June 27, 2016 - 10:55 am
Eight years ago, Beli Andaluz uprooted her life in Antigua, Guatemala, to bet on Las Vegas.
After cashing in on her hometown success, she and her then-8-year-old son followed her sister to Sin City with dreams of bringing her hairdressing talents to the United States.
“I gambled everything I had,” she said.
There was no guarantee that Andaluz would again reach the peaks she did in her hometown as the owner of several fruitful businesses. But, noting the small size of Antigua — the volcano-surrounded town in the south of Guatemala where she is from — Andaluz said she had exhausted her options to grow as a businesswoman there.
Now, she owns a Summerlin salon and serves as president of the board of trustees for The Shade Tree women’s and children’s shelter.
“I saw the salon when I came to visit my sister,” she said. “I thought, one day when I move here, I want to buy it.” The year after her move, she went into the salon, called Vintage at the time, and did just that.
It has become everything she had hoped it would be, Andaluz said of the salon, which now bares her name.
“We just rebranded,” she said, and she has a hand-picked staff of four.
Not long after relocating to Las Vegas, she wanted to become more integrated into the community, and she did so by donating her time and money to The Shade Tree after touring the facility.
“It was very surprising to me,” she said. “I come from a very poor background, and I seen poverty, but not as sad as this shelter.”
Images of her visits, like driving up and seeing the women and children outside, remained in her memory.
“I guess they noticed that I wanted to help,” she says.
At an annual event for The Shade Tree in 2014, “Girls Night Out,” Andaluz was approached to join the board of the charity. She accepted the offer and has enjoyed it ever since, she says. “I have the time to do it, I have the money now to do it, and we are keeping 364 women and kids out of the streets everyday. We are doing something good.” she said.
One year after joining The Shade Tree, Andaluz became the vice president of the board, and at the beginning of this year, she took over as president.
“My clients come to the salon, pay for their service, they leave a tip, and they leave a check for the shelter.”
Andaluz says she spreads the word about the shelter, because it’s not uncommon for her clients to be unfamiliar with it.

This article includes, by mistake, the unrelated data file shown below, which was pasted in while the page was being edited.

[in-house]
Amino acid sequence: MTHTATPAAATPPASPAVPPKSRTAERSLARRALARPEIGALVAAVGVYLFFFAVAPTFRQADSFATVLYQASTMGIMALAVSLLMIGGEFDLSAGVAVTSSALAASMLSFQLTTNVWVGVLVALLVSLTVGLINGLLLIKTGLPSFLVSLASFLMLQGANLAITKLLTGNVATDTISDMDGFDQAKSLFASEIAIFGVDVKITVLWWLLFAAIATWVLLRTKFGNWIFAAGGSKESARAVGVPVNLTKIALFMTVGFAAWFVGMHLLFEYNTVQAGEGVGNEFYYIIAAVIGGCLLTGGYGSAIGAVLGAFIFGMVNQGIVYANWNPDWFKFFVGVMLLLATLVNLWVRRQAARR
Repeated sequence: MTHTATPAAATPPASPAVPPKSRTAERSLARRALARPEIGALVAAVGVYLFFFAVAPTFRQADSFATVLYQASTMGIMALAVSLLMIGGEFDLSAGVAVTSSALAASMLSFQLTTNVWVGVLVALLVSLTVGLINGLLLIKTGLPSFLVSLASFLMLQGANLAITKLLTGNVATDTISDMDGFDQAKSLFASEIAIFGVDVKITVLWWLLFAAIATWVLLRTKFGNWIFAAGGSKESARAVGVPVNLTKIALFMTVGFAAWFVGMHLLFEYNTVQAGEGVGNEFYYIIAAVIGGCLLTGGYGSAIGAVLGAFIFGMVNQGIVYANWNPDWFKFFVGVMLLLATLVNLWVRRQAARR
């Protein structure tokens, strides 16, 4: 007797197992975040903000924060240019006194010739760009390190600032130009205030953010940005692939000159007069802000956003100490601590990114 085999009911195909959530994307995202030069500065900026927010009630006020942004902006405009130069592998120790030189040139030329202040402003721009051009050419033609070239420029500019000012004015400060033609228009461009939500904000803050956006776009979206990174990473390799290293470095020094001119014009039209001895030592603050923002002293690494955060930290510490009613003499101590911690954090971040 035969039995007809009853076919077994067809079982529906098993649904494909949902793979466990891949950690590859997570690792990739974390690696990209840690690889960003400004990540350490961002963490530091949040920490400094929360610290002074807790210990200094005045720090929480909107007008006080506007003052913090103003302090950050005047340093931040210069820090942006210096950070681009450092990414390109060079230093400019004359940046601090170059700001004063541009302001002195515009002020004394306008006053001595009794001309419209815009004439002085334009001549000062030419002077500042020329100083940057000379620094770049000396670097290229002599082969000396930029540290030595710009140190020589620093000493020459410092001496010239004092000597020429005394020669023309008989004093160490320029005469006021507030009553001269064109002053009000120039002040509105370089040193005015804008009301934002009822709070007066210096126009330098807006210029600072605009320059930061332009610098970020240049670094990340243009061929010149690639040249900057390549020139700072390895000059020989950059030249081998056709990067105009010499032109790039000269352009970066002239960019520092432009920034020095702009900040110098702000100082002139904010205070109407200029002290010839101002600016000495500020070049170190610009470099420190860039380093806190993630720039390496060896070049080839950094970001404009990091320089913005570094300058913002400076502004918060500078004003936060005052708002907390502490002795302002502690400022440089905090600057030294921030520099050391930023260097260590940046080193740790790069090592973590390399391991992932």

“It’s a way for me to help,” she said, her glowing smile appearing from behind her bright pink lips. “Las Vegas has been so good to me.”
Review-Journal: Why did you move to Las Vegas?
Andaluz: “I worked really hard in Guatemala, and I owned a spa, salon, internet cafe,” she said. “And, I just felt like, ‘What else can I do here?’ ” Her sister had lived in Las Vegas for 25 years, buying and selling properties in downtown, proving to Andaluz that there was a chance to make her own way here, too.
RJ: What was it like to move here from a foreign country?
Andaluz: “It was not scary,” she said. “I lived in Antigua, and I’m used to working with tourists.” Seventy-percent of the businesses in her hometown are owned by tourists, she says. “So, I was very lucky to have my own business and to grow, but I think I just wanted more.”
RJ: How did you become involved with The Shade Tree?
Andaluz: “My husband is a big giver,” said Andaluz, who’s married to marketing research mogul Scott Seidewitz. He prompted her to get involved in the community by allocating spare time and money to a local charity. She started by donating a few months’ profits to the shelter.
RJ: You love fashion, where do you like to shop in Las Vegas?
Andaluz: “My husband and I are very smart when we shop, and we shop a lot of the sales,” she said. “This is our sixth year that we have our shopping spree on the 27th of December. The boutiques (inside the Forum Shops at Caesars Palace) know that we are going, and they have Champagne, they have everything for us. I get to shop Carolina Herrera, Jimmy Choo … you name it.”
RJ: Where do you like to eat in Las Vegas?
Andaluz: “We love food, too, and we love to eat at all the restaurants,” she said. “A lot of chefs in town are my clients at the salon.” Her favorites are Picasso at the Bellagio and Joel Robuchon at MGM. “They are expensive, but if you like food and you like the experience, that’s where to go.”
Contact Kimberly De La Cruz at firstname.lastname@example.org or 702-387-5244. Find her on Twitter: @KimberlyinLV.